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Journal Home > Volume 17, Issue 1 - March 30, 2022

JAQM Volume 17, Issue 1 - March 30, 2022


Managing “Generation Z” based on Differences in Employee Value Propositions - Romania versus the EU

Gen Z will soon be the predominant generation in the workplace. It is such a different generation versus the previous ones that new guidelines of managing young talent were written. All the advice in managing the new generation is based on several psiho–social characteristics that were the effect of the early years of living that have formed the values of this generation. Yet, despite many of the factors that have affected the early years of living are similar, there are differences between countries and even regions. Thus the question arises: should managers lead Gen Z representatives based on the global guidelines or should they rather adapt the management style to the country. In order to find an answer to this question, we’re comparing the results of a large cross country study on the value propositions that motivate the young generation, to understand how similar Romanian GenZ is to European GenZ.

Assessing the Correlation between Gender Inequality Index and Child Mortality Rates for 147 Countries in 2019
Ionela-Roxana PETCU, Andreea MIRICA, Liliana CATRINA

Gender equality is an important element in the overall wellbeing of the society, particularly for children. This paper aims to assess the correlation between gender inequality and several indicators related to child mortality rates, namely: (i) infant mortality rate (IMR), (ii) neonatal mortality rate (NMR), (iii) under-five mortality rate (U5MR), (iv) female U5MR and (v) male U5MR (all per 1000 live births). In this respect, an approach based on the Gender Inequality Index is chosen. Robust and exponential regression models, as well as the Spearman correlation coefficient are used. The results show positive relationships between the Gender Inequality Index and the child mortality rates.

Sustainability-driven Innovation, Knowledge Sharing and Knowledge Application Effects on Product Innovation in Industrial SMEs
Sebastian-Ion CEPTUREANU, Eduard-Gabriel CEPTUREANU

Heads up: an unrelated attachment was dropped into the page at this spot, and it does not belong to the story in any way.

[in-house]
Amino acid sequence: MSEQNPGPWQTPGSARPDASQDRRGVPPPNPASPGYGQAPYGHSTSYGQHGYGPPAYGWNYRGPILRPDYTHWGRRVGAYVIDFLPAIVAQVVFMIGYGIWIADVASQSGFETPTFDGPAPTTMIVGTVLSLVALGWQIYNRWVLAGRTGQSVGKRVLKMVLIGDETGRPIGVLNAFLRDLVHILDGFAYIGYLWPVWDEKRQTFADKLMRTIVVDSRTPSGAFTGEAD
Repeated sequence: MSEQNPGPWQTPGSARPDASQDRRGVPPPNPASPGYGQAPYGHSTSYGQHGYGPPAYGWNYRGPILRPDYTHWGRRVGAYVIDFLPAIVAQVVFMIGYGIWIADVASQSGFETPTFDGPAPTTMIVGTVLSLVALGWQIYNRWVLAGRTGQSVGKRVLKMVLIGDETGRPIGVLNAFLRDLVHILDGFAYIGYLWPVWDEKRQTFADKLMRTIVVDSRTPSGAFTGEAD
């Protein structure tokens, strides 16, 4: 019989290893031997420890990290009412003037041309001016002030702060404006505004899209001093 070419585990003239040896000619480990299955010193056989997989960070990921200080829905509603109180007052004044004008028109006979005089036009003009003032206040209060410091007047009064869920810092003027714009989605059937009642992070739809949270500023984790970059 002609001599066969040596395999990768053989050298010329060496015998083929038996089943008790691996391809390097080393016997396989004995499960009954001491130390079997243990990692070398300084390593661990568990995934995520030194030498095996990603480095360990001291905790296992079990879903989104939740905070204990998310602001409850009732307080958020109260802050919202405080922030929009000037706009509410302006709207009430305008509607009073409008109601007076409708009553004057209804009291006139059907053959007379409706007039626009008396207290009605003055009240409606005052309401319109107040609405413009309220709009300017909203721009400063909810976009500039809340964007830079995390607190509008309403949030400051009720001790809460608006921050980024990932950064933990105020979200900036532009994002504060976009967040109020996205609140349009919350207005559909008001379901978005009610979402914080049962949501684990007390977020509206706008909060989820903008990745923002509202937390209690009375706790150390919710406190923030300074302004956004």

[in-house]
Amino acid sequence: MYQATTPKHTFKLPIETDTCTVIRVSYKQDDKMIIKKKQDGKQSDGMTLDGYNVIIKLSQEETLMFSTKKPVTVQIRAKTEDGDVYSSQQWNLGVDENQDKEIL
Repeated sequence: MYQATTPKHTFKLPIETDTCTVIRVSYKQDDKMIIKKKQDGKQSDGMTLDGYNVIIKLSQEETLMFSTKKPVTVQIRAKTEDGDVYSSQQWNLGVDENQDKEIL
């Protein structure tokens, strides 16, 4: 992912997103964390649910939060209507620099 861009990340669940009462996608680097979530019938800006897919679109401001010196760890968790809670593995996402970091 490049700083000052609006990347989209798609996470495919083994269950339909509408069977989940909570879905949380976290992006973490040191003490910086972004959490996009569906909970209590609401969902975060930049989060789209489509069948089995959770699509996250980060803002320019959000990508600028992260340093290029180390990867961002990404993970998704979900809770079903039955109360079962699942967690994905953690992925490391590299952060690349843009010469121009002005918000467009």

Design/methodology/approach – For data analysis PLS-SEM and SmartPLS 3 software were used because of the distributional assumptions and model complexity, model specification and interpretation. PLS-SEM is also known to simultaneously address multiple dependency associations with higher statistical efficiency. Purpose – This study examines the impact of sustainability-driven innovation on product innovation and the mediating effects of knowledge sharing and knowledge application on this relationship. Findings – The study provides empirical evidence indicating that industrial SMEs may improve their product innovation by implementing sustainability-driven innovation. These findings support previous studies emphasizing the role of sustainability in innovation or its role in providing mechanisms to enhance product innovation without affecting the environment. Moreover, the findings support the literature suggesting that SMEs engagement in environmental based innovation, in our study sustainability-driven innovation, may not contribute but rather drive innovation. Moreover, the results show that knowledge sharing and knowledge application partially mediates the impact of sustainability-driven innovation on product innovation in industrial SMEs, indicating the ability of knowledge to mediate sustainability-driven innovation impact on innovation. This finding is line with other studies proving that knowledge significantly enhances innovation capabilities of companies and that knowledge strengthens the organizational propensity to become environmental-friendly. Research limitations/implications –The findings have to be understood as context specific, since a sample of industrial SMEs was investigated. SMEs from other industries may act differently, both in terms of using sustainability-driven innovation or other forms of innovation, and in the mediating effects of knowledge sharing and knowledge application. Secondly, sustainability-driven innovation may have further implications for product innovation; in this study, the long term effects are not assessed. Third, only two knowledge processes are considered – knowledge sharing and knowledge application, the mediating effects may dilute or not if other knowledge processes, such as knowledge creation or knowledge acquisition, are considered. Practical implications – Industrial SMEs may improve product innovation in terms of sustainability-driven innovation operationalization by considering knowledge sharing and knowledge application. Sustainability-driven innovation contributes to the development of existing innovation capabilities of SMEs and it may increase firm-level sustainability. Its implementation may be facilitated through the adoption of new knowledge sources including, for instance, a specific focus on corporate social responsibility. SMEs have to pay attention to these signals by investing in absorptive capacity or by recognizing the importance of external knowledge - such as bringing customers’ input into the business. Knowledge sharing and knowledge application mediation effects should include those knowledge processes that SMEs’ sensitivity to changes in environmental related innovation opportunities. In order to develop these capabilities, SMEs are advised to implement processes that emphasize knowledge application regarding the latest product related developments. Developing these knowledge processes will enable the SMEs to identify new innovation opportunities. Originality/value – This study highlights the importance of sustainability-driven innovation in improving product innovation in industrial SMEs. Furthermore, we provide evidence of the relationship between knowledge processes and innovation by scrutinizing the mediating effects of both knowledge sharing and knowledge application. The study suggests that, in order to improve product innovation, SMEs should encourage knowledge sharing and knowledge application.